The depletion layer is formed by the movement of electrons from the n to p side and holes from p to n side of the diode. The layer consists of positively charged donor ions close to the n side and negatively charged acceptor ions close to the p side. When in equilibrium,the barrier potential...
15. ### I Double heterostructure junction in forward and zero bias

Hi! When dealing with a pn homojunction, it is easy to see the features it has at equilibrium, and also the features it has with forward/reverse bias. Plots show the constant Fermi level at equilibrium and the different Fermi levels for a forward bias; moreover, examples show how much the bands...
16. ### I Built-in potential in pn junction

Hello! The (potential) energy of an electron in a solid structure is always negative; also the E_c and E_v levels (conduction band and valence band limits) are negative, in the band diagram of a pn junction. When the junction is built and thermal equilibrium is reached, the depletion region...
17. ### I Diffusion of carriers in a double heterostructure

Hello! Double heterostructures are used in LEDs and lasers to provide both the confinement of the charge carriers and the confinement of the generated light. This image is a comparison between a homojunction and a heterojunction. As regards the unbiased junctions, when the n region and the p...
18. ### I Pn junction to reach thermal equilibrium

Hello! Some of the processes caused by a pn junction are not clear for me. Just after the contact between the p and the n region, a migration of charges happens in a semiconductor junction in order to reach an equilibrium condition. A valence band and a conduction band are present in both...
19. ### Depletion zone and current in forward-biased PN junction

Hello. I've learned that in PN junction, forward-biasing on it pushes holes in P-type and electrons in N-type toward the junction so depletion width is reduced. Is it due to that in N-type side(P-type side), pushed electrons (holes) are recombined with holes (electrons) in depletion zone? And...
20. ### Depletion zone and current in forward-biased PN junction

Hello. I've learned that in PN junction, forward-biasing pushes holes in P-type and electrons in N-type forward junctions so depletion width is reduced. Is it due to that in N-type (P-type), pushed electrons (holes) are recombined with holes (electrons) in depletion zone? And what is true...

I was wondering, does the lifetime of a diode depend on how long it takes for all the free P electrons to transfer over to the p holes? In other words, do the electrons that fall into the p holes ever return to the n side?
22. ### Static or Dynamic equlibrium in a PN junction?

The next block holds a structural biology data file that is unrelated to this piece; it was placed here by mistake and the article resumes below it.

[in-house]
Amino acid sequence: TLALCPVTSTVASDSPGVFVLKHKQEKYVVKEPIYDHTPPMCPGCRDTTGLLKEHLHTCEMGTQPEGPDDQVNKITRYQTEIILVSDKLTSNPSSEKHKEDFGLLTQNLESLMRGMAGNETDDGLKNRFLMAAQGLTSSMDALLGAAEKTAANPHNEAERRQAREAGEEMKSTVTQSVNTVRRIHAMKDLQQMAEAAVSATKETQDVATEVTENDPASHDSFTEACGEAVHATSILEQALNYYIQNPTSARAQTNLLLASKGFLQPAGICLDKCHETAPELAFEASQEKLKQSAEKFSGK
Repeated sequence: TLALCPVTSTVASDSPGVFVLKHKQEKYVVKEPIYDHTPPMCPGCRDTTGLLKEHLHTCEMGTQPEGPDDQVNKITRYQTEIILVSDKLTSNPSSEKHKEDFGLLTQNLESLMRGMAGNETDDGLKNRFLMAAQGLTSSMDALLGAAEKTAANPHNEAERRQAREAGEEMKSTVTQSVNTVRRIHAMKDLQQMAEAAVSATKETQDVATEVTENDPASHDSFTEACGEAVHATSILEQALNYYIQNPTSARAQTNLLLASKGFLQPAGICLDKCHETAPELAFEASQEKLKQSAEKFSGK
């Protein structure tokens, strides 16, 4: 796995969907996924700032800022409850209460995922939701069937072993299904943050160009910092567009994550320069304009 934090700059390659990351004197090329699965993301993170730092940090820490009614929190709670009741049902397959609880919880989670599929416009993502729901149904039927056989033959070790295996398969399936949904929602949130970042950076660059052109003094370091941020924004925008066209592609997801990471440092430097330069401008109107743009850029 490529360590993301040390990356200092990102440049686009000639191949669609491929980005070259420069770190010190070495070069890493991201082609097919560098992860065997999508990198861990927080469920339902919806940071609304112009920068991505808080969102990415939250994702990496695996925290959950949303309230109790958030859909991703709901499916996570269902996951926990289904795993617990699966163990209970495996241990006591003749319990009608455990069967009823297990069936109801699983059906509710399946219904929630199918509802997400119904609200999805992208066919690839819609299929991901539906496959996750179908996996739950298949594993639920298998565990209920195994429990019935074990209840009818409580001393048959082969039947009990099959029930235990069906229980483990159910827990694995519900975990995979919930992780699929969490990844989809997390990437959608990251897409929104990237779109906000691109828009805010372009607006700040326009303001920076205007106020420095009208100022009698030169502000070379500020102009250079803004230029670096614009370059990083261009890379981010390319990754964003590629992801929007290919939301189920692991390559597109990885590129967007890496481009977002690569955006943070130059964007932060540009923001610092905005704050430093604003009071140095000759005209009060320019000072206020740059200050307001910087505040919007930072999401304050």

Homework Statement We are considering an UNBIASED junction.[/B] I've read in a textbook that electric field created in the junction STOPS diffusion BUT in the same text its written the drift and diffusion currents cancel each other. 1. Does the diffusion and drift currents occur simulataneously...
23. ### How can the neutral regions in a diode have constant potential?

Homework Statement It is said that the potential in the neutral regions of a PN junction diode is CONSTANT. Homework Equations V=Q/4ΠΣr The Attempt at a Solution It is said in all textbooks to ASSUME that the electric field in the neutral regions as zero. Two aspects confuse me. 1. What...
24. ### ACTUAL Variation of Potential inside a diode.

Homework Statement The figures showing the potential variation inside a PN junction normally shows the potential to be constant in the neutral P and N regions Homework Equations V=Q/4ΠΣr The Attempt at a Solution Since the potential due to the positive and negative charges should also exist...
25. ### Why there is NO current in a PN junction under equilibrium

Homework Statement Its said that there is no Net current in a PN junction under equilibrium as the drift and diffusion currents cancel each other. We are talking about a Step junction at equilibrium. Homework Equations Its just a qualitative analysis. 3. The Attempt at a Solution [/B] The...
26. ### Variation of Potential outside a PN junction

Homework Statement 1. We are considering a step junction at equilibrium(no external voltage applied). 2. The potential variation is shown as negative potential at P region(which is shown as constant) and increasing through the transient region to become positive in the n region. Homework...
27. ### Is E-field in pn-junctions changing linearly with bias?

Hi guys, there are a lot of textbooks and articles describe the electric field in depletion region at thermal equilibium, but very few of them tell what happens to the field under bias. I am wondering if the electric field in the depletion region simply changes linearly with reverse bias? Or if...
28. ### Pn junction diode (series combo of voltage source and diode)

The question is to solve the current through a resistor after a pn junction. (photo attached) As far as I'm aware the voltage source in the pn junction is (in this orientation) of opposite polarity to that of the 0.8V voltage source. From my understanding the answer goes like: V=IR I=V/R...